We’re delighted to share this blog written by Claudia Weyde-Bialas, who spent a week volunteering with us on curatorial projects.
In the course of my research for my thesis on “Self portrayal and (war) role perception in female munition workers’ poetry of World War I in Great Britain” last year, a very nice and helpful contact was established with the curator of the DPM and her team, who provided me with extensive documents and valuable additional information.
I found and find it very interesting that women poets of this era still receive little attention compared to their male counterparts. In particular, the lyrics of working-class women writers are not given the recognition they deserve, historically and culturally. Female munition workers, known as Munitionettes, who made up by far the largest proportion of the female workforce during WWI, published their verses and rhymes in factory magazines and staff journals, which now lie dormant in the archives of the Imperial War Museum in London. But the Devil’s Porridge Museum also has a considerable number of Munitionette poems and has published some of them in the volume Munition Workers’ Poems.
During my research I decided to travel to Eastriggs and visit the DPM as soon as I had handed in my thesis. – I wanted to see the writings I was working on in the original and also get a personal impression of the research that was done at the museum.
I have now spent a week at DPM and have seen and learned a lot – I did not expect that. It is impressive how much ongoing research and projects are worked on behind the scenes, including the administration and inventory of the constantly growing collection of objects.
As well as getting to see “my” Munitionette poems, or at least some of them, I was allowed to work on the inventory catalogue and do research on people for the Miracle Workers Project. Especially the latter was super exciting, – you get a name and possibly a birth date of a worker at the Gretna factory and then you try to find out more about that person. Often you don’t find anything else, but then again you come across whole stories, and suddenly the people, the “Miracle Workers” come to life. This is a project that is really worth volunteering for!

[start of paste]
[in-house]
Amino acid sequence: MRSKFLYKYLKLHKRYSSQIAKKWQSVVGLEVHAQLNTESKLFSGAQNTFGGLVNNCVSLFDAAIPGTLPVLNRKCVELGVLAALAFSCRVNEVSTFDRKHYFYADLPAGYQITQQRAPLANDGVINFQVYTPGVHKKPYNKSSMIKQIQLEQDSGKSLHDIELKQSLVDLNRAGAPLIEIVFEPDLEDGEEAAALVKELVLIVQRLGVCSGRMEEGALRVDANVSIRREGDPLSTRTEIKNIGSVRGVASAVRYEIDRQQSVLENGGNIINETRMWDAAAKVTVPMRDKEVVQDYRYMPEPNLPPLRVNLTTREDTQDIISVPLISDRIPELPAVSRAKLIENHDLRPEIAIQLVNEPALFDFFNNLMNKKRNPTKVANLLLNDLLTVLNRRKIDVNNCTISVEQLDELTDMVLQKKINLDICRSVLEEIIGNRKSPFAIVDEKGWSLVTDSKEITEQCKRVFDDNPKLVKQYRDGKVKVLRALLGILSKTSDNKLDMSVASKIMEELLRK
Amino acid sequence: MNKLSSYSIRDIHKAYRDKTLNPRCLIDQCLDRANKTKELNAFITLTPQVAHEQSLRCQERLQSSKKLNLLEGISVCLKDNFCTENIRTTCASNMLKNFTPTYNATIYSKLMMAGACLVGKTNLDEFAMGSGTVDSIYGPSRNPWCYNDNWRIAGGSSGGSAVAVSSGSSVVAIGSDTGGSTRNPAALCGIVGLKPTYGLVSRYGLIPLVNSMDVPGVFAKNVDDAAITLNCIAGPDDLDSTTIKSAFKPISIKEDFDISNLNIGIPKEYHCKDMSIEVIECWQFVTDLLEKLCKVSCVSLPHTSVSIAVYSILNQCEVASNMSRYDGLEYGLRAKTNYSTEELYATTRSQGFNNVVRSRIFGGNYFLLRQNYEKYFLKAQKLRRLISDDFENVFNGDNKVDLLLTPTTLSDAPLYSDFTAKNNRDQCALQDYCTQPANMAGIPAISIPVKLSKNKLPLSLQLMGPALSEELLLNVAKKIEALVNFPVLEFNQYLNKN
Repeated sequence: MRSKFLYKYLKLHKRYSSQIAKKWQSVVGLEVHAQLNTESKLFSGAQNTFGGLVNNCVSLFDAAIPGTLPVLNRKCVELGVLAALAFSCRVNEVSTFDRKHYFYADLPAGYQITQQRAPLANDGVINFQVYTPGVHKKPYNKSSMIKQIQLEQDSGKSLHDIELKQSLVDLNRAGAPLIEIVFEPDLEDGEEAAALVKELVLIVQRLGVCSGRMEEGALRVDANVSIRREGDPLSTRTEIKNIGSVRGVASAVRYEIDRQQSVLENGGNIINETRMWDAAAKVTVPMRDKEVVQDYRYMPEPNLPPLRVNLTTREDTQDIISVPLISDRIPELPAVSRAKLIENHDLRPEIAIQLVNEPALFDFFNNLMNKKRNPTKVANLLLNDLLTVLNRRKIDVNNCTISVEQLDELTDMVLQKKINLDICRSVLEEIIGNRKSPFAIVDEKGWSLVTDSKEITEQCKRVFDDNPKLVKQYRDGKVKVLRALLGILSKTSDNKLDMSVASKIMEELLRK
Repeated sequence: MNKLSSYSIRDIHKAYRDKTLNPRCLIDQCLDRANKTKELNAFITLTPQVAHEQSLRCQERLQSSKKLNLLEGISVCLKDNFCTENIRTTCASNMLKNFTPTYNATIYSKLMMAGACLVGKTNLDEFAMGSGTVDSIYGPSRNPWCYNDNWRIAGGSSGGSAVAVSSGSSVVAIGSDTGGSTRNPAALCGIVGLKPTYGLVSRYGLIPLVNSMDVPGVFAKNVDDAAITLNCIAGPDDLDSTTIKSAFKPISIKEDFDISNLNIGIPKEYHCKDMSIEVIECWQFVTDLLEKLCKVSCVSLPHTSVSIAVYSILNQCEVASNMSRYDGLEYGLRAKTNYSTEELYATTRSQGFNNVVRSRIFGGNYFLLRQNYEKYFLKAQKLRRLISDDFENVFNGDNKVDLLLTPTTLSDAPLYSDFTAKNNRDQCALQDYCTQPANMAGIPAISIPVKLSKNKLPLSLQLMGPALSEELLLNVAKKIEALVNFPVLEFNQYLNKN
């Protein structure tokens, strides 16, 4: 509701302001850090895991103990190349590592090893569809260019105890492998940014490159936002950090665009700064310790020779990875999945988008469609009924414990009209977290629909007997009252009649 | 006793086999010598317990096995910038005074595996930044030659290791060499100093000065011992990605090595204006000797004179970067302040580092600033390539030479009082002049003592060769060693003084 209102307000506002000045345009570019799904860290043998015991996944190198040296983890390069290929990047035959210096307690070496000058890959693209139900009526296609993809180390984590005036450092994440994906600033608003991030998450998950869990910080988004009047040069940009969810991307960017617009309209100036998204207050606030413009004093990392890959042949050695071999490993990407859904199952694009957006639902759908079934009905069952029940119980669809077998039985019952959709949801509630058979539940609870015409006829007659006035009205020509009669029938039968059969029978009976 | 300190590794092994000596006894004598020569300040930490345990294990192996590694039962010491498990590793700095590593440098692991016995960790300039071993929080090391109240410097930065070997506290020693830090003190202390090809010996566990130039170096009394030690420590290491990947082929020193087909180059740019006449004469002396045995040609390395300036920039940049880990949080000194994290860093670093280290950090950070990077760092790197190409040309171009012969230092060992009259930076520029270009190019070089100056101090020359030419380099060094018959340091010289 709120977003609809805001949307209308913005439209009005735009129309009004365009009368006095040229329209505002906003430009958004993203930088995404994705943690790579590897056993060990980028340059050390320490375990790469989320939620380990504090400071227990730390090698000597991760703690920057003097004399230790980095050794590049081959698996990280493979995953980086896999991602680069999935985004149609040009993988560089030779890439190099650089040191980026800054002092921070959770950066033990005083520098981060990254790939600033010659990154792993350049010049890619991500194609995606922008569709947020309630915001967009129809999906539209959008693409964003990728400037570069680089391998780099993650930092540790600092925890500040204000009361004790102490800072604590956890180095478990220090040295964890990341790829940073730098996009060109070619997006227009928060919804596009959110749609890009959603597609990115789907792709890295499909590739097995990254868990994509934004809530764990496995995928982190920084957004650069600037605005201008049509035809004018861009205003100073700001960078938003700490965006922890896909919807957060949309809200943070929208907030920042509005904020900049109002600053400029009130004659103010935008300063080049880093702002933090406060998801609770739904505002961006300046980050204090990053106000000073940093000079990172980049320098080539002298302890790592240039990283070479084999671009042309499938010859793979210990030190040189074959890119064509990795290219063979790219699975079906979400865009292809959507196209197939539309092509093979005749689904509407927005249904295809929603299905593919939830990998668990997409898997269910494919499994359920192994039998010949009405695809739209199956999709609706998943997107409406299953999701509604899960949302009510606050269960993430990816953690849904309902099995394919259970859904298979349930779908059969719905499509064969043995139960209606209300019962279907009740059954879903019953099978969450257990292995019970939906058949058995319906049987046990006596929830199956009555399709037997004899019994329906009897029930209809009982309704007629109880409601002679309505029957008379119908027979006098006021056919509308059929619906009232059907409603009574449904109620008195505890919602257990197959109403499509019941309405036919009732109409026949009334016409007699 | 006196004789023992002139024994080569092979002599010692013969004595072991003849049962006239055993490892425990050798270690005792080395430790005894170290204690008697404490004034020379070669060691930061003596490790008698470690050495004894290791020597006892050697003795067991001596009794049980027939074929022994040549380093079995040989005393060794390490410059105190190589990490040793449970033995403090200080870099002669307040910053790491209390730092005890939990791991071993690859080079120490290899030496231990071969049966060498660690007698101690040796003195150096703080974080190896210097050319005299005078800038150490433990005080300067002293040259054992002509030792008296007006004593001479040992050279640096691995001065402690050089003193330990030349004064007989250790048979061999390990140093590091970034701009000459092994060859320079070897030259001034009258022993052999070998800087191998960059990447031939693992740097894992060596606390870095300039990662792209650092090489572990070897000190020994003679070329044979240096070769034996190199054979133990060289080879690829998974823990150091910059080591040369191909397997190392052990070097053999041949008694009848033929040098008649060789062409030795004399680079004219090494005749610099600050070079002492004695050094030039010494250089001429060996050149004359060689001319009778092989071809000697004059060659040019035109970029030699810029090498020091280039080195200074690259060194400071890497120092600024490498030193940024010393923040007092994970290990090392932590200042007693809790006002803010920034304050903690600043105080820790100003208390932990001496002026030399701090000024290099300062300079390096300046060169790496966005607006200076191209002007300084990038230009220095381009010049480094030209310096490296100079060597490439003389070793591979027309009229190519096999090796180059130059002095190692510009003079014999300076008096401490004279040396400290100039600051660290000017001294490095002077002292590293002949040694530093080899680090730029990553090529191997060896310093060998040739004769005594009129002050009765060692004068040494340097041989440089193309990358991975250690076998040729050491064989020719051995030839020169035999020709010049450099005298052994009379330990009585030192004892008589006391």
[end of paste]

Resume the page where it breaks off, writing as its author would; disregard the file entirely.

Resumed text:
I also chose an “Object of the month”, which is another ongoing project of the DPM. I picked a cameo brooch, and besides the fact that it was neither antique nor did it have any direct relation to the World Wars, it was – again – the story behind it that makes it special. The brooch belonged to a women who delivered telegrams in WWII, including those containing the death of a soldier. She gave the brooch to her nurse at the Annan hospital to thank her for her care, and the nurse donated it to the museum.
I think this is what history is about, it is about people and their stories. It is about “giving voice.” A museum can display valuable, rare and beautiful pieces in its showcases, but the true value of an object always comes from its story and the people associated with it. The DPM has realised that and that makes its exhibition and the work here special.
Last but not least, I would like to point out – in addition to the great research and administrative staff – the impressive number of volunteers who contribute to the very positive spirit of the facility with their constant friendliness and willingness to help.
By Claudia Weyde-Bialas